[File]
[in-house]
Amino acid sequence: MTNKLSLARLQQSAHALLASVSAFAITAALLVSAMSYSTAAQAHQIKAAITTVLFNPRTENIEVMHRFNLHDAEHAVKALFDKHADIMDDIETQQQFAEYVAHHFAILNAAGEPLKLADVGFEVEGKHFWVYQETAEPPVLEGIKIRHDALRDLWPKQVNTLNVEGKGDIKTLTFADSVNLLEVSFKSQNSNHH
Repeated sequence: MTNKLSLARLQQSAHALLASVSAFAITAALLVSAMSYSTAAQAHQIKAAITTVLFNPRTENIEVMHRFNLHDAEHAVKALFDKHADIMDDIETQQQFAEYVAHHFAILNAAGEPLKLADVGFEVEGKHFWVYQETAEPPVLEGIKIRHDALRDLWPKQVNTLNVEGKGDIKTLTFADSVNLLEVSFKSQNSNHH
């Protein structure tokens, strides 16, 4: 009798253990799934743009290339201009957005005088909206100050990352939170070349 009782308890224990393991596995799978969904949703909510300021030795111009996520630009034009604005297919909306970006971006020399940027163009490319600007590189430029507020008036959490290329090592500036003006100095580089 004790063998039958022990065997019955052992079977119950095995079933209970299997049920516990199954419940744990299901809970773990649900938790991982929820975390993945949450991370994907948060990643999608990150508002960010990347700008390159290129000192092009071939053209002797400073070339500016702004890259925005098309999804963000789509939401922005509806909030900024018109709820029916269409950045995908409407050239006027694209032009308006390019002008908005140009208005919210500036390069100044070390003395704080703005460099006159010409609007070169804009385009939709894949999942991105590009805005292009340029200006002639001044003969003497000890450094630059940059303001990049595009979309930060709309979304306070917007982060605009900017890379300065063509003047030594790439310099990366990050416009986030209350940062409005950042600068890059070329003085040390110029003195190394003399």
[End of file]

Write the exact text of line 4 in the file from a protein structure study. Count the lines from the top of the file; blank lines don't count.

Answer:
């Protein structure tokens, strides 16, 4: 009798253990799934743009290339201009957005005088909206100050990352939170070349 009782308890224990393991596995799978969904949703909510300021030795111009996520630009034009604005297919909306970006971006020399940027163009490319600007590189430029507020008036959490290329090592500036003006100095580089 004790063998039958022990065997019955052992079977119950095995079933209970299997049920516990199954419940744990299901809970773990649900938790991982929820975390993945949450991370994907948060990643999608990150508002960010990347700008390159290129000192092009071939053209002797400073070339500016702004890259925005098309999804963000789509939401922005509806909030900024018109709820029916269409950045995908409407050239006027694209032009308006390019002008908005140009208005919210500036390069100044070390003395704080703005460099006159010409609007070169804009385009939709894949999942991105590009805005292009340029200006002639001044003969003497000890450094630059940059303001990049595009979309930060709309979304306070917007982060605009900017890379300065063509003047030594790439310099990366990050416009986030209350940062409005950042600068890059070329003085040390110029003195190394003399």